Women who overcome cancer in childhood are more likely to experience an early menopause, according to a new study.
The review found that 8% of all females who survive childhood cancers experience premature ovarian failure.
Those who received radiotherapy and alkylating agents were found to be up to 40% more likely to suffer an early menopause.
Early menopause currently affects one in 100 women and sees them lose the function of their ovaries before the age of 40.
The review found the number of cases of early menopause are increasing because more women are surviving childhood cancers.
Puneet Arora, Registrar in Obstetrics and Gynaecology at Hope Hospital, Salford, and a co-author of the review said: "Premature ovarian failure is usually permanent but ovarian activity can resume in some cases.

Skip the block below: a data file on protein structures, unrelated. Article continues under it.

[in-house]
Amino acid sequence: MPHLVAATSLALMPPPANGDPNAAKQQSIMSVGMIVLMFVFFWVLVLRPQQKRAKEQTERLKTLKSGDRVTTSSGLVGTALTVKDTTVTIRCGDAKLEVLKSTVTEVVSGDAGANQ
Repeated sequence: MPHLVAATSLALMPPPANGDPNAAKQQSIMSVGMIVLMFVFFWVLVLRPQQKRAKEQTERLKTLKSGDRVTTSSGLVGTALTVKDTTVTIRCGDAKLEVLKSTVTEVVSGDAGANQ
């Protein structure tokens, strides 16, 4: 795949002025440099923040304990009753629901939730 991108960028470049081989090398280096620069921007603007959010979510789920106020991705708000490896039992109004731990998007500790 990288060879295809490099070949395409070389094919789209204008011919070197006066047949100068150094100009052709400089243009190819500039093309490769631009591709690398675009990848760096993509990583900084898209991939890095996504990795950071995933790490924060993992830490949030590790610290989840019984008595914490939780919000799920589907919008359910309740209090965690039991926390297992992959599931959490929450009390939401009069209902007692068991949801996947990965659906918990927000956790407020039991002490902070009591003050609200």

"Women who are diagnosed with the condition need support as these women are often anxious and depressed. However, recent scientific advances in assisted conception provide hope to women."
The review has been published in The Obstetrician & Gynaecologist.